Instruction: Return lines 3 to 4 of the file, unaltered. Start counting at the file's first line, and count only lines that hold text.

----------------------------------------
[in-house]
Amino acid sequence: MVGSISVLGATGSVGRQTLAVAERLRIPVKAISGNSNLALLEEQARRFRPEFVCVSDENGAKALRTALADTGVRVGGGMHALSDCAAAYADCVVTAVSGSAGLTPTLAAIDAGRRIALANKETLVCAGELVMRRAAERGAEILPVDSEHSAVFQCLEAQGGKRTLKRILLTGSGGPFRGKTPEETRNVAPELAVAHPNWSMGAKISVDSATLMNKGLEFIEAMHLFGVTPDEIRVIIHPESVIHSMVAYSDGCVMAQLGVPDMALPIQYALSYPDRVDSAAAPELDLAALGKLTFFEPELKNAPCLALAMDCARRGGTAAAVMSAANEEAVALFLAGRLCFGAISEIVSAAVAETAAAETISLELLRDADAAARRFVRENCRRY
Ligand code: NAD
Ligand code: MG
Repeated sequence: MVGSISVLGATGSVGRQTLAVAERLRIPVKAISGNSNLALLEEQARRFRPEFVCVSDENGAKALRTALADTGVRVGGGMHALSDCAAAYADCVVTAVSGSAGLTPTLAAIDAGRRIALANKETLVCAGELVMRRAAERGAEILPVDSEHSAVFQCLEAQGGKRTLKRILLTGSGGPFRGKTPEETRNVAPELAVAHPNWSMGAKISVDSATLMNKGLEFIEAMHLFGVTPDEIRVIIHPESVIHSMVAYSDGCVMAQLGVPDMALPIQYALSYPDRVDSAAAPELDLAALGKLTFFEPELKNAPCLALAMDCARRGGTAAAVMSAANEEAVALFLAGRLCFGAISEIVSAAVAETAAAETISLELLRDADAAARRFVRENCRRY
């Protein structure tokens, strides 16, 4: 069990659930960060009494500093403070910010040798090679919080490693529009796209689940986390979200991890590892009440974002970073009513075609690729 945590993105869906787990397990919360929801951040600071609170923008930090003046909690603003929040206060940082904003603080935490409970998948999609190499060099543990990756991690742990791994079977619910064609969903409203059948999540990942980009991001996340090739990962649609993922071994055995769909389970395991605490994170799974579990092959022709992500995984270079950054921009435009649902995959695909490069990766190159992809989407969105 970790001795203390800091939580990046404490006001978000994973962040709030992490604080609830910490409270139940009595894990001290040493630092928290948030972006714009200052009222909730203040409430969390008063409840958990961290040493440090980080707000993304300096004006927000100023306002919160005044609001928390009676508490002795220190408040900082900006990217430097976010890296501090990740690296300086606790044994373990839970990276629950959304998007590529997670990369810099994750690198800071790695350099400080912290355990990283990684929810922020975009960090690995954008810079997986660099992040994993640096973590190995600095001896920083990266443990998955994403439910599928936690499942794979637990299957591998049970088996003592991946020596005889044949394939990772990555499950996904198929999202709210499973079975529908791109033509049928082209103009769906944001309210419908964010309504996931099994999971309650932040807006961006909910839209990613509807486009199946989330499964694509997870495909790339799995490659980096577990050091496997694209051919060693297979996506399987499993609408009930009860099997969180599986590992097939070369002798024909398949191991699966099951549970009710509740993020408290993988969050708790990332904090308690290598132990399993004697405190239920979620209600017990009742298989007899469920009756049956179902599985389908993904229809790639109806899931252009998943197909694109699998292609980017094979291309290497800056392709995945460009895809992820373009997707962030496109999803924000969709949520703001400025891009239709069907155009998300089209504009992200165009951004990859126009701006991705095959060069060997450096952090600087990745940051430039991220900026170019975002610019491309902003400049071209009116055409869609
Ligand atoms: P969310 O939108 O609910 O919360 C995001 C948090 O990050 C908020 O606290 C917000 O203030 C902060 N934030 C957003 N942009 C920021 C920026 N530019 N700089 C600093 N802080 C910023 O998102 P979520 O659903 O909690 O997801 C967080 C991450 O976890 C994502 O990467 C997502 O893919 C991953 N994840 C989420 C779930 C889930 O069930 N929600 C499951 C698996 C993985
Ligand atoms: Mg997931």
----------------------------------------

Ligand code: NAD
Ligand code: MG